“According to the court, there are strong reasons to view the crime seriously,” judge Håkan Olaussen said in his ruling, seen by The Local.
He noted that the woman's false accusations led to her boyfriend's childhood friend being put in custody for six days. He also said the defendant had been “fully conscious of what serious consequences her actions had incurred”.
The woman filed her first police report back in 2016, claiming that someone had rung her persistently from a hidden number, threatening to take her partner away from her. After that, she filed eight further reports about a series of objects and letters left outside the couple’s apartment.
A few months later, the woman accused a childhood friend of her partner’s. The friend had recently got back in contact over Facebook and started an online relationship with the man in the couple, which included the exchange of naked pictures. The police arrested this friend, and held her for six days.
Prosecutor Hans Harding first had suspicions about the authenticity of the letters when he was transcribing them to make them easier to analyze.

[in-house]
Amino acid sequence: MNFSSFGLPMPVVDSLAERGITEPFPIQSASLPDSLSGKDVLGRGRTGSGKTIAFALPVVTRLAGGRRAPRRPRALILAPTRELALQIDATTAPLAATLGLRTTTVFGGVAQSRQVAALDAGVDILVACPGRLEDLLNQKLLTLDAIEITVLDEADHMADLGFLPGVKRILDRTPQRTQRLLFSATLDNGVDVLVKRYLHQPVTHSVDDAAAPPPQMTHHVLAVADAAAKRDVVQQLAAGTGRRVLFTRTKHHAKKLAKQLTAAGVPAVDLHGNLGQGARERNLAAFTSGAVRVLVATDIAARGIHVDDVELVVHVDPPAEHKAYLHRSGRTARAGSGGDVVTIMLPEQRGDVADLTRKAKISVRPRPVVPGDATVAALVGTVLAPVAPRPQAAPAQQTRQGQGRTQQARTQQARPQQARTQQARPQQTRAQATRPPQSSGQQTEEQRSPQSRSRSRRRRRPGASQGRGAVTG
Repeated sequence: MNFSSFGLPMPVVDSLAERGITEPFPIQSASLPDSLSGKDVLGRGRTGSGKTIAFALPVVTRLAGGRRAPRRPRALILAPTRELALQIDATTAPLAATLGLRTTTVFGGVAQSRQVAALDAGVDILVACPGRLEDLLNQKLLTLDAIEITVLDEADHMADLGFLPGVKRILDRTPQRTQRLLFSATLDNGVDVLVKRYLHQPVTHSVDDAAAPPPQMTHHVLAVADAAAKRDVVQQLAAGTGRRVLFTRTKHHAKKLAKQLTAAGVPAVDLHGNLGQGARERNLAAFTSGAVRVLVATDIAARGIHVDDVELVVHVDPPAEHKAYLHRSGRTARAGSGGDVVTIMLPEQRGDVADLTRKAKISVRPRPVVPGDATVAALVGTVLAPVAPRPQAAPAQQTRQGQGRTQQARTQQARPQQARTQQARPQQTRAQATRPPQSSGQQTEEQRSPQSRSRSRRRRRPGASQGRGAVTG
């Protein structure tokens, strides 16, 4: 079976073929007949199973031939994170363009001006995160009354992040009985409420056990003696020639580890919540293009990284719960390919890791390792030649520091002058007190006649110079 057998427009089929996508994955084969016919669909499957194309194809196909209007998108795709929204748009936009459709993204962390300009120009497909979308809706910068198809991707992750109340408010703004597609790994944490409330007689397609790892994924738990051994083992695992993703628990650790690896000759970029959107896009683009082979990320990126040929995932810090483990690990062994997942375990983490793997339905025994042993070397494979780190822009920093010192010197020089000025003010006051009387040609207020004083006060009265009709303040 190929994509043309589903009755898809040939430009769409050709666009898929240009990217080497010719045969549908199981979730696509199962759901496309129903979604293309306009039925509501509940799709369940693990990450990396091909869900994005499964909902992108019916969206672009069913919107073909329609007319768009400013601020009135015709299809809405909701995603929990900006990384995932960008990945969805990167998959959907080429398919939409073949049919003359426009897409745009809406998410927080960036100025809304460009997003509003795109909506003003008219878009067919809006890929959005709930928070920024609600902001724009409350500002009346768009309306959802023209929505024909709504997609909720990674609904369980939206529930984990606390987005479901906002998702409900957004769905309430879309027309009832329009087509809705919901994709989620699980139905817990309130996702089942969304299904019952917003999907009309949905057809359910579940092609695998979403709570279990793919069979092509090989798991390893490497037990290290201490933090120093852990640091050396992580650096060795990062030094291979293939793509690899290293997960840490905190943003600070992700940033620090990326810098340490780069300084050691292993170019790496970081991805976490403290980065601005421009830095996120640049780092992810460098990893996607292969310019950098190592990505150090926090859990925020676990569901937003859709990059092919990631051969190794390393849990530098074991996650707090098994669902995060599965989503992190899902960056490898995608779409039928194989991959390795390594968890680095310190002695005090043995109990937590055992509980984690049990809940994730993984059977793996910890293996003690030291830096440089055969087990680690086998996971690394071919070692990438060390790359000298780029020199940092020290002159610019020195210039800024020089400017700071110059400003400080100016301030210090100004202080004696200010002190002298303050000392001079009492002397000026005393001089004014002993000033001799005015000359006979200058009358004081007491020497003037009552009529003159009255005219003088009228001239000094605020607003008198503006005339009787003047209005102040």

“I realized, having rewritten several of these letters, that the writer seemed to know too much about the couple,” he told The Local. “Things that they had said to each other during private discussions at home, things that they had been told by their baby’s doctor.”
“The writer criticized the man in the couple, saying that he didn’t pay the woman enough respect and that he didn’t show her enough love, and that was very confusing. It didn’t really add up, I thought.”
He arrested the woman a few days later while she was giving a police statement, and the man's childhood friend was immediately released from custody.
“Nobody but one half of that couple could have known all the things that were in the letters, so it came down to two people, and it certainly wasn’t the man,” Harding said.
The woman had disguised her handwriting, but when police dictated the contents of the letters to her and the childhood friend, she made the same spelling mistakes as had been found in the letters.
Police investigators also found writing paper in the couple’s apartment which matched that on which some of the threatening letters were written.
In addition, when the woman sent photos of the letters to her partner, saying she had discovered them on coming home, she accidentally included parts of her slipper in one, and in the other had left the front door ajar.
The woman, who denies her guilt, was jailed for one year and two months and ordered to pay 55,000 kronor in damages to the woman she accused.
“I’m quite sure that I’m right and the court was also convinced,” Harding said. “Once we asked her boyfriend about it, he admitted that he too had had that same suspicions. He had even considered putting up some hidden cameras in the house to catch her at it.”